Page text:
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NFL Mulls 18-Game Schedule

Tagliabue says competitive reasons, not recent injuries, would prompt study into the change.

September 07, 2003|Sam Farmer | Times Staff Writer

NEW YORK — The NFL, revisiting an idea that has been proposed several times in recent years, might look deeper into expanding the regular season from 16 to 18 games, Commissioner Paul Tagliabue said in a newspaper report published Saturday.

"We need to focus on whether or not two games are sufficient to get a team ready for the season," Tagliabue told the Washington Post.

The proposal to investigate the feasibility of a longer season would be made at a league meeting in Chicago in late October. The 2005 season would be the earliest such a change could be made.

As it is, teams play either four or five exhibition games, and the preseason has been under heightened scrutiny this summer because of injuries suffered by high-profile quarterbacks Michael Vick of Atlanta and Chad Pennington of the New York Jets.

Tagliabue said the change would be examined by team owners for competitive reasons, not in response to the recent rash of injuries.

"Many clubs feel that just in the past five years the off-season training and preparation has changed dramatically for the better," Tagliabue said. "Some clubs feel that their coaching staffs are as intensively involved in preparing to play football in April and May and June as they are in September and November. Some of these clubs are concluding that for many players, including the top players, the second and third preseason games are critical, while the first and fourth games are merely complementary."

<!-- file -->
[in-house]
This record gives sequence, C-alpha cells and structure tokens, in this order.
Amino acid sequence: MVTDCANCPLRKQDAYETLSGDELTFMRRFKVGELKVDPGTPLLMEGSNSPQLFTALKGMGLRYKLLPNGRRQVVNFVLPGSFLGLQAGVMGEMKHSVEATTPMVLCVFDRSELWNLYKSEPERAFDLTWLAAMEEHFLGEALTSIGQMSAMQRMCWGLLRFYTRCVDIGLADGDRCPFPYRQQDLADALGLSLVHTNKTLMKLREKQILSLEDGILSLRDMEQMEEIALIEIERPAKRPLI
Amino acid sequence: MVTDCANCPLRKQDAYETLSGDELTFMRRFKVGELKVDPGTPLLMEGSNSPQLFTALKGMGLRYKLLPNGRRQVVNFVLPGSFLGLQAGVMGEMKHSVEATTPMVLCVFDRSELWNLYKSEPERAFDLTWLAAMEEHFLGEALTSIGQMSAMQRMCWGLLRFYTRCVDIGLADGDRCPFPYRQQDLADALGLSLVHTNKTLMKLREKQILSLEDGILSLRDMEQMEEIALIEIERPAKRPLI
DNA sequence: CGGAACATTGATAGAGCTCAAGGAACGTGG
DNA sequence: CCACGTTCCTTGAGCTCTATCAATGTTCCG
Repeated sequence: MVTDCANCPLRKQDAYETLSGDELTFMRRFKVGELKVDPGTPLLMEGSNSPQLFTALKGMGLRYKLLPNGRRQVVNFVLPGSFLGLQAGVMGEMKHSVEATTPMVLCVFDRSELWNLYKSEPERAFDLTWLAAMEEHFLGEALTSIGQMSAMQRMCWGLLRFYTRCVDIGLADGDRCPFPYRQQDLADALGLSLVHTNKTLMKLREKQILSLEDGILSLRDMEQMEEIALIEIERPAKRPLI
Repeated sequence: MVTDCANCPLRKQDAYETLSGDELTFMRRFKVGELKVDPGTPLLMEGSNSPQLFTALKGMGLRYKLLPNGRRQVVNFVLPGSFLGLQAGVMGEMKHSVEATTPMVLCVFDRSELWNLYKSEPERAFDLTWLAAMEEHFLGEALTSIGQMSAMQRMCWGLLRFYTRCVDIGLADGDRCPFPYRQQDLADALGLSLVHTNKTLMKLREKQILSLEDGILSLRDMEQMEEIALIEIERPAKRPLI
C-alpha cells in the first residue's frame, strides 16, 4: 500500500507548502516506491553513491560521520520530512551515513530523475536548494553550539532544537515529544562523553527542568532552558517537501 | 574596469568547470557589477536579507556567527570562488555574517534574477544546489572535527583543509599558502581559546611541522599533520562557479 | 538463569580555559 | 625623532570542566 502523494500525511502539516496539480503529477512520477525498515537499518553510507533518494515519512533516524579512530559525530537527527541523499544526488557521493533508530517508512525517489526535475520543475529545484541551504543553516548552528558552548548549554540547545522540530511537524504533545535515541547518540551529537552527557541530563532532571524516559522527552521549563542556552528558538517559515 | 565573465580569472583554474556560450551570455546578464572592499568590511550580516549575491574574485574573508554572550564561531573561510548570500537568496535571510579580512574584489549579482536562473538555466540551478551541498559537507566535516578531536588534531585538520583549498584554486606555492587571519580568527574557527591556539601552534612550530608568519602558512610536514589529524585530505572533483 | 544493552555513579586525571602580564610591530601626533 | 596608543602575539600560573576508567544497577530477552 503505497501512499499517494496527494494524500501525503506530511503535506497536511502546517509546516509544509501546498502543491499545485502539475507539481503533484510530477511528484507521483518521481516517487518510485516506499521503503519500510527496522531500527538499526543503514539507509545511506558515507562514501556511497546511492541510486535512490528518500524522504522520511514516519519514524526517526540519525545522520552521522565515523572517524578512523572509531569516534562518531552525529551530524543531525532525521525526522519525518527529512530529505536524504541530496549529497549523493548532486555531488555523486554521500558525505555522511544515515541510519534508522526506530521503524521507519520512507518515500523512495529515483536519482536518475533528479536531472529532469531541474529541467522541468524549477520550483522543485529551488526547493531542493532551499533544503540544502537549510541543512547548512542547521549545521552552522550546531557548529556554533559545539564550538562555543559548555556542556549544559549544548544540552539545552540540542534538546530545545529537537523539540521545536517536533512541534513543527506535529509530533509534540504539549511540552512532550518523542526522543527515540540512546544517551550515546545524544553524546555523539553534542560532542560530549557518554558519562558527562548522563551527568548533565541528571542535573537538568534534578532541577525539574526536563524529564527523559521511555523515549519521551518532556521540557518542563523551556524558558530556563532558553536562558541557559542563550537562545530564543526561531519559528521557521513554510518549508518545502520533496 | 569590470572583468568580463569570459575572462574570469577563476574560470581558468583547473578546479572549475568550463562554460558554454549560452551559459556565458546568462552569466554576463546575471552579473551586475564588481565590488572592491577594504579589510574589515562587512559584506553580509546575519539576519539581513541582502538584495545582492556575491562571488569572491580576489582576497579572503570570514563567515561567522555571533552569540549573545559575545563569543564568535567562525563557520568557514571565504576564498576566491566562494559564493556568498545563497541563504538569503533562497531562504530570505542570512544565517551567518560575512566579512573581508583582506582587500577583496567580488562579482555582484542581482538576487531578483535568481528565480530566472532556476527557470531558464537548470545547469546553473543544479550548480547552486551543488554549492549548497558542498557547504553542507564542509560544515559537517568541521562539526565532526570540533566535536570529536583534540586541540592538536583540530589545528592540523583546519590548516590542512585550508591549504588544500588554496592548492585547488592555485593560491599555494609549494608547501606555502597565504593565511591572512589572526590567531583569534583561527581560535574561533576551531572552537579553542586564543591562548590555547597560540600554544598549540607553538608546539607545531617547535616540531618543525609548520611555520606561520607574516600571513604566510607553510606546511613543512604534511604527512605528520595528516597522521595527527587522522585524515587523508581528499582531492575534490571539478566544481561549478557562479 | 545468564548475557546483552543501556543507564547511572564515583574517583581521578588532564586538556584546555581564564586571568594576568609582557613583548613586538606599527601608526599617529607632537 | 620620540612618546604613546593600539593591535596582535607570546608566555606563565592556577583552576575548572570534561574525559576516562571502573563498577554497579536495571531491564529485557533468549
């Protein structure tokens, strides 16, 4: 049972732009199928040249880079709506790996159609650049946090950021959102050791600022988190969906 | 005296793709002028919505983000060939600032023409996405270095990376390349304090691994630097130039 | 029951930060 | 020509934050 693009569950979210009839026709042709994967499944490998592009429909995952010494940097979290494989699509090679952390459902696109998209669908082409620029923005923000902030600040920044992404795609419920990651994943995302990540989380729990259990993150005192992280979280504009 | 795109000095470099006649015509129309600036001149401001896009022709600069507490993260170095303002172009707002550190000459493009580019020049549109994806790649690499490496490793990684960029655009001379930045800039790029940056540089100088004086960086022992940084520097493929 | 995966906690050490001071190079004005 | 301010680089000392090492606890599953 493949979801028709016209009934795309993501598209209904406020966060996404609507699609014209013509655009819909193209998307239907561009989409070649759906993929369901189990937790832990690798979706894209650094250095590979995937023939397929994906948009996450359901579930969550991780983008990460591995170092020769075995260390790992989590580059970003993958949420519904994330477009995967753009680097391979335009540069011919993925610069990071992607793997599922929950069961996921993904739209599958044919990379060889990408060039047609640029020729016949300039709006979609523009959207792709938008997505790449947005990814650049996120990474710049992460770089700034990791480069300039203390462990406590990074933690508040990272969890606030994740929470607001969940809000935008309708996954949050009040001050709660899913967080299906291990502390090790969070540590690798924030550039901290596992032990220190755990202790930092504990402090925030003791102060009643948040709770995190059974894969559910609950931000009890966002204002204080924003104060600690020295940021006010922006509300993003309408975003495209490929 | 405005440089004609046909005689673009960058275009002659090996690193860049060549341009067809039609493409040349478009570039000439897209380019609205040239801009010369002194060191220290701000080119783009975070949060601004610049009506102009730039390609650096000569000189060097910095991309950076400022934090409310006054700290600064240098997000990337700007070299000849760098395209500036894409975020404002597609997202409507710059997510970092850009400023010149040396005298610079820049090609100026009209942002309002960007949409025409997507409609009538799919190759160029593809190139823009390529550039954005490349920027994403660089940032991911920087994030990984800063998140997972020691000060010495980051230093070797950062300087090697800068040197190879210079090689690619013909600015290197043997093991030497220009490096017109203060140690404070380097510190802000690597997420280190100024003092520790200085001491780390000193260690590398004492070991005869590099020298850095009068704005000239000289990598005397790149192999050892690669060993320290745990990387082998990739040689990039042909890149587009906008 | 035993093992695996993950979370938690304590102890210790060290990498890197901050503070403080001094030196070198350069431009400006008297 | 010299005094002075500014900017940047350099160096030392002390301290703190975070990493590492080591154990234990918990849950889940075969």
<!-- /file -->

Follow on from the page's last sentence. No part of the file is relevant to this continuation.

Tampa Bay General Manager Rich McKay, co-chairman of the league's competition committee, polled coaches four years ago on the idea of reducing the number of exhibition games. The sentiment to keep the status quo was "almost universal," McKay said.

"We've talked about this issue before and it's one that's going to require a lengthy discussion because of all the factors involved," McKay said. "Factors such as those involving the union, television and the competitive aspects of the game."

Injuries aside, exhibition games are a bonanza for team owners because spectators pay full price for tickets, concessions and parking, while players receive a flat fee for each of the games -- $900 for veterans and $725 for rookies. Players receive weekly paychecks during the course of the season, including during the bye week.

The league's television contracts expire after the 2005 season, so presumably the networks would have input as to the wisdom of extending the regular season. Television consultant Neal Pilson, former president of CBS Sports, said beginning the season in late August, as opposed to early September, would be problematic because that's when many U.S. families are on vacation and TV ratings are lowest. Starting the regular season a week earlier and eliminating the extra week between the championship games and the Super Bowl is another possibility, although there isn't always a two-week gap between those games, anyway.

"I've heard concerns every which way," Raider executive Bruce Allen said. "One of the concerns we have is the wear and tear of an 18-game season. It's the most physically demanding sport in history."

The way Allen sees it, the four exhibition games are critical for making the hard choices when teams pare their rosters from 80 to 53 players. He said he isn't sure how that evaluation would be conducted with just two exhibition games.

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